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[[Series 3: Introduction of the Current Status of Small Japanese Satellites]] Introduction of STARS

An ultra small satellite, will be the first satellite from Kagawa, Shikoku, Japan

Report from Mr. Masahiro Nohmi, Associate Professor at the faculty of engineering of Kagawa University

The Kagawa Satellite Project started in January 2005, led mainly by the staff of the Nohmi Laboratory in the department of engineering at Kagawa University.
In May 2007, STARS was selected as one of the candidates of small satellites to be launched by JAXA's H-IIA rocket together with the main satellite GOSAT, which is scheduled to be launched in 2008.
With the finalization of GOSAT's launch, the development of STARS was materialized all at once and has been promoted at high speed.

The Kagawa satellite, STARS, aims to implement space experiments to technologically verify a tethered space robot and to promote the popularization, education and comprehension regarding space technology in the local region, throughout the development of a practical system for space.

STARS aims to verify the technology and has the following three characteristics.
i. It is a family satellite (the mother and daughter satellite are launched at the same time).
ii. It has a tether system which can be used for a rendezvous between the mother and daughter satellite, and it can become a bigger space system than the one loaded in the rocket at launch.
iii. It is a robot satellite which can actively move in space.

This satellite aims to verify the space technology regarding a tethered space robot, which is the subject of the most advanced research in the world and is being conducted at the Nohmi Laboratory in the department of engineering at Kagawa University.
A tether is something like a string that connects two objects, and tethered space robots are robots that are tied together with a tether in space.
Tethers bend, twist and become unstable when there is no gravity. It is also difficult to control robots that are tied together with an unstable tether.

However, if we can overcome these difficulties there are several merits to having a tether, such as it is easy to rescue a robot in the event of equipment failure and the robot can be operated without any fuel. And that means we can develop smaller robots.
Smallness is very important in space and offers several excellent advantages such as lower fuel consumption, an ability to dexterously maneuver around a large flexible structure, and the fact that little damage is caused in the event of a collision.

We have positioned this project as one to promote, popularize and educate people about space technology in the local region, and have been developing it jointly with local medium- and small-sized enterprises. We have entrusted individual enterprises with the design, development and manufacture of subsystems such as the power system, electric control system and camera system, as well as the paddle deployment system. And we have developed the structural system and asked five enterprises to manufacture it. We have been developing and manufacturing the satellite antenna and ground station in cooperation with amateur operators.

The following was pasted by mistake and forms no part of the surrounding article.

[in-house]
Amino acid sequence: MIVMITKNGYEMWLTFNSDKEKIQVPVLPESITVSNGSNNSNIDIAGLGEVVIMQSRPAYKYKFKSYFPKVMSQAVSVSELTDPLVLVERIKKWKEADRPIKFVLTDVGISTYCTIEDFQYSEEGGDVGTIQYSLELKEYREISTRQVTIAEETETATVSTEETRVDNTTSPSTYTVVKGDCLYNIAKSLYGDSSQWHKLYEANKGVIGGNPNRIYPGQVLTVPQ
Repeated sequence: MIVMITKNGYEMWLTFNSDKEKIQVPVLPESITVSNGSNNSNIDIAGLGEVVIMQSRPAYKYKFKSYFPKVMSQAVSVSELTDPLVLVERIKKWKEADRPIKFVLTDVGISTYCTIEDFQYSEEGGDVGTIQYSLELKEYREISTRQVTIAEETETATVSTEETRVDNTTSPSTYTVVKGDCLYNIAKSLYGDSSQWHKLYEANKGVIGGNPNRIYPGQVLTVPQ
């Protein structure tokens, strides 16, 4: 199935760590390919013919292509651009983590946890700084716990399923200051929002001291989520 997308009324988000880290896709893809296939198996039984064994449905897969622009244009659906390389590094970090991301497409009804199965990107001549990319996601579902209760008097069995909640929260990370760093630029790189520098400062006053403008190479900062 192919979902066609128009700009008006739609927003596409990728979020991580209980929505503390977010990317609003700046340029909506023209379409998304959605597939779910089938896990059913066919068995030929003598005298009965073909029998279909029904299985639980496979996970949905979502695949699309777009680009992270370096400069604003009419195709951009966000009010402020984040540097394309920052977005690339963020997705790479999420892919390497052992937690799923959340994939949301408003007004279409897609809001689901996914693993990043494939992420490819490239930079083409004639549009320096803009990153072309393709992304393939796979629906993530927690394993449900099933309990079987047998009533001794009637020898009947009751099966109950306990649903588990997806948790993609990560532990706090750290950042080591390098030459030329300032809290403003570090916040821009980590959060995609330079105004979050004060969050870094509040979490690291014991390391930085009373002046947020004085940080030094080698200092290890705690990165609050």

And also we have been implementing vibration tests and antenna performance tests in cooperation with the Kagawa Prefectural Industrial Technology Center.

At present we are manufacturing a prototype flight model which will be completed by the end of April 2008.

As activities to promote the understanding of science using local space technology, we have been giving lectures related to space technology that were planned by students, at study meetings in which people from enterprises assemble, and at committees in which there is collaboration between industry, government and academia.
And also we have been providing people with opportunities to see and touch science and technology by holding radio experiments and classes for paper craft for elementary and lower secondary school pupils; by conducting an open experiment on the ground test of CanSat (controlling the device and doing a communication test while the satellite falls to the ground on a parachute after being ejected from a balloon); and exhibiting satellite devices in the local ICT future festival in Kagawa, in the Sanuki Festival 2005 and on the open campus of Kagawa University.

Our project has being reported by the mass media many times and has aroused the interest of local people. We have therefore made a website for the project and established a Kagawa satellite club, in which local people can participate.

Conceptual rendering of the finished satellite (the colors except for the cell's color are yet to be determined)

Kagawa University, the faculty of Engineering Website:


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